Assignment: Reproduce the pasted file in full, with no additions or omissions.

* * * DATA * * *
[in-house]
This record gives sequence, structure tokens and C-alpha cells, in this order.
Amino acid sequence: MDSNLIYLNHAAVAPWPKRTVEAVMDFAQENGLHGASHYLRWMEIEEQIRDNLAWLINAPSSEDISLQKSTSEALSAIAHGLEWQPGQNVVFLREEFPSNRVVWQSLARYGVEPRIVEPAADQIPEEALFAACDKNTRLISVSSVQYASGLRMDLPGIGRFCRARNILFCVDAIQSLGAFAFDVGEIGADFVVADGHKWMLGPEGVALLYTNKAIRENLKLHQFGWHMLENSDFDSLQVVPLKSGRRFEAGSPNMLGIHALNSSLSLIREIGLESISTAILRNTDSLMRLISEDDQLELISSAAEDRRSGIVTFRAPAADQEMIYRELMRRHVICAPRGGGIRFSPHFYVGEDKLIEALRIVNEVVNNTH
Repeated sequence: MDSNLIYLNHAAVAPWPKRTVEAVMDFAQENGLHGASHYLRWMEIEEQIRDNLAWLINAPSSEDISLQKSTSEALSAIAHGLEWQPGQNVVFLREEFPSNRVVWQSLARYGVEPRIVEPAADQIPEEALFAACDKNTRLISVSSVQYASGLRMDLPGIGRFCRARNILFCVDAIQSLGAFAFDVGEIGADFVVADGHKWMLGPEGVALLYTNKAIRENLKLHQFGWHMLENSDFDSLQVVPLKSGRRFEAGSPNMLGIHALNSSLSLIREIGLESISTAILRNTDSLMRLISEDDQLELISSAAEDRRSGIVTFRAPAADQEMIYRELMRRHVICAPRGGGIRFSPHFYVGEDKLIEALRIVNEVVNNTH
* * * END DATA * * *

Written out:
[in-house]
This record gives sequence, structure tokens and C-alpha cells, in this order.
Amino acid sequence: MDSNLIYLNHAAVAPWPKRTVEAVMDFAQENGLHGASHYLRWMEIEEQIRDNLAWLINAPSSEDISLQKSTSEALSAIAHGLEWQPGQNVVFLREEFPSNRVVWQSLARYGVEPRIVEPAADQIPEEALFAACDKNTRLISVSSVQYASGLRMDLPGIGRFCRARNILFCVDAIQSLGAFAFDVGEIGADFVVADGHKWMLGPEGVALLYTNKAIRENLKLHQFGWHMLENSDFDSLQVVPLKSGRRFEAGSPNMLGIHALNSSLSLIREIGLESISTAILRNTDSLMRLISEDDQLELISSAAEDRRSGIVTFRAPAADQEMIYRELMRRHVICAPRGGGIRFSPHFYVGEDKLIEALRIVNEVVNNTH
Repeated sequence: MDSNLIYLNHAAVAPWPKRTVEAVMDFAQENGLHGASHYLRWMEIEEQIRDNLAWLINAPSSEDISLQKSTSEALSAIAHGLEWQPGQNVVFLREEFPSNRVVWQSLARYGVEPRIVEPAADQIPEEALFAACDKNTRLISVSSVQYASGLRMDLPGIGRFCRARNILFCVDAIQSLGAFAFDVGEIGADFVVADGHKWMLGPEGVALLYTNKAIRENLKLHQFGWHMLENSDFDSLQVVPLKSGRRFEAGSPNMLGIHALNSSLSLIREIGLESISTAILRNTDSLMRLISEDDQLELISSAAEDRRSGIVTFRAPAADQEMIYRELMRRHVICAPRGGGIRFSPHFYVGEDKLIEALRIVNEVVNNTH